I recently created an Adobe PDF file of my ancestors from Family Tree Maker, so I dragged and dropped it into the documents folder of my Kindle Fire. It's nice to have some of those reports and other resources available if you're on a spur of the moment library or cemetery trip and don't have your mountain of paper with you.

You'll also see in the photo that I have the Kindle version of the Family Tree Sourcebook. More genealogy titles have become available for the Kindle in the past year, including books by Megan Smolenyak, George Morgan, and others. When I first got my Kindle 3 last year, only a handful of genealogy titles were available; now a search has more than 1,000 titles. Many of these are self-published eBooks and family histories. One of the first genealogy Kindle books I purchased was Approaching the Lectern: How to Become a Genealogy Speakerby Geneabloggers' Thomas MacEntee. And just this month, Amy Coffin of the We Tree genealogy blog published her excellent resource for bloggers, The Big Genealogy Blog Book. Even if you don't own a Kindle device, you can order and read these books right on your computer.

As a teller of family history stories, I always have in the back of my mind the publishing of a family history ebook. Just get the information "out there" and available to other family historians. With electronic publishing so easily available, anyone can publish their genealogy books with little overhead.

I've also test driven the Kindle with Legacy Family Tree webinars. The sound and video quality is great. The wealth of instructional genealogy videos available on YouTube is at your fingertips. Anything you've accessed on the web is readily available for viewing on the Kindle Fire.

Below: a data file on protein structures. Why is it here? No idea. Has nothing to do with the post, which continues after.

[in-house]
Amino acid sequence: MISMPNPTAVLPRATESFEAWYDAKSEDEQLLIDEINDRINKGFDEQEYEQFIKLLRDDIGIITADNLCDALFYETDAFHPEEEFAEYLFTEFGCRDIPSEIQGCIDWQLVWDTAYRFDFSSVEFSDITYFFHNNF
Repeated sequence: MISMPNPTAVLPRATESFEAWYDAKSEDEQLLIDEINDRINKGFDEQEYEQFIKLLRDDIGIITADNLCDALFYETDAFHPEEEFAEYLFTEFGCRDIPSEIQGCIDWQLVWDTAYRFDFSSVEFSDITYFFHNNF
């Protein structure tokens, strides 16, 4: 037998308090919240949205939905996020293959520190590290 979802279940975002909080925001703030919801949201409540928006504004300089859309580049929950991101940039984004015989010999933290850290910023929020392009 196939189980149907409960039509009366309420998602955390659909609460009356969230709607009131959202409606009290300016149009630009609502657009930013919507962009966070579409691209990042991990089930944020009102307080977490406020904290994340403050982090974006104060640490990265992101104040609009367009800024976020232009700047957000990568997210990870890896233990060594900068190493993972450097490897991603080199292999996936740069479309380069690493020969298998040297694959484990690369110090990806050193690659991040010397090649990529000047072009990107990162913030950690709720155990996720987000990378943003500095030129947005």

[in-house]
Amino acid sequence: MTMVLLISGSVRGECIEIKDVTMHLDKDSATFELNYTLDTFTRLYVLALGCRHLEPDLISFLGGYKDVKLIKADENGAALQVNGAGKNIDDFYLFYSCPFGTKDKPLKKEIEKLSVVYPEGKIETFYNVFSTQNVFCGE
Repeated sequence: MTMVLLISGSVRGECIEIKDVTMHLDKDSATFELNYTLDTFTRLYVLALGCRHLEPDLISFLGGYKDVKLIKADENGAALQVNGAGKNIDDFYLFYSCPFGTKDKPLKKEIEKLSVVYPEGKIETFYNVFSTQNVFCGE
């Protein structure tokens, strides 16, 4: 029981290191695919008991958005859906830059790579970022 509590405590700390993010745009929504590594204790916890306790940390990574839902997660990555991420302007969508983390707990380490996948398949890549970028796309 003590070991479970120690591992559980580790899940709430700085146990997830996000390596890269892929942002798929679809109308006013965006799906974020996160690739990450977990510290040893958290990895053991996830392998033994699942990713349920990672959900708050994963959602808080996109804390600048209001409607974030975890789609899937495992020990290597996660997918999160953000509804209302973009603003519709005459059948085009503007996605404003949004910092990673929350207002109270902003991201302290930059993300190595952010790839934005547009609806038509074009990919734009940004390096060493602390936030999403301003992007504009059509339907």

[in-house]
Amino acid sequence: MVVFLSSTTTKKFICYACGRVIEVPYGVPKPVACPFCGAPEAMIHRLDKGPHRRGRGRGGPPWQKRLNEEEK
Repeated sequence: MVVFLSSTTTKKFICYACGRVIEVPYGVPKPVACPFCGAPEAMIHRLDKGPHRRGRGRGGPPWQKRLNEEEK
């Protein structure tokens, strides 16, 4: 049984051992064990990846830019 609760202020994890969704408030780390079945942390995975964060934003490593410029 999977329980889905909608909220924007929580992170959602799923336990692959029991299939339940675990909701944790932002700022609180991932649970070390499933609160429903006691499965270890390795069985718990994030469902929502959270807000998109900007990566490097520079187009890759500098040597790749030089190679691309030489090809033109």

Catch up on your genealogy reading
PDF files transfer easily to the Kindle.
Recently, I made use of an incredible sale at Family Tree magazine, where I purchased four years of digital issues on CD. The CDs arrived this week and I've placed the PDF files on my computer. With the simple drag and drop feature, I have now moved the magazines to my Kindle. What easier way to catch up on my genealogy reading than to have all of these back issues in my purse?

As I mentioned in last year's post, you can also use the Kindle to house those 800 page county histories that you find on Google books and other web sites. At 14.6 ounces, the Kindle weighs a lot less than those dusty old books. And without that "old-book" smell!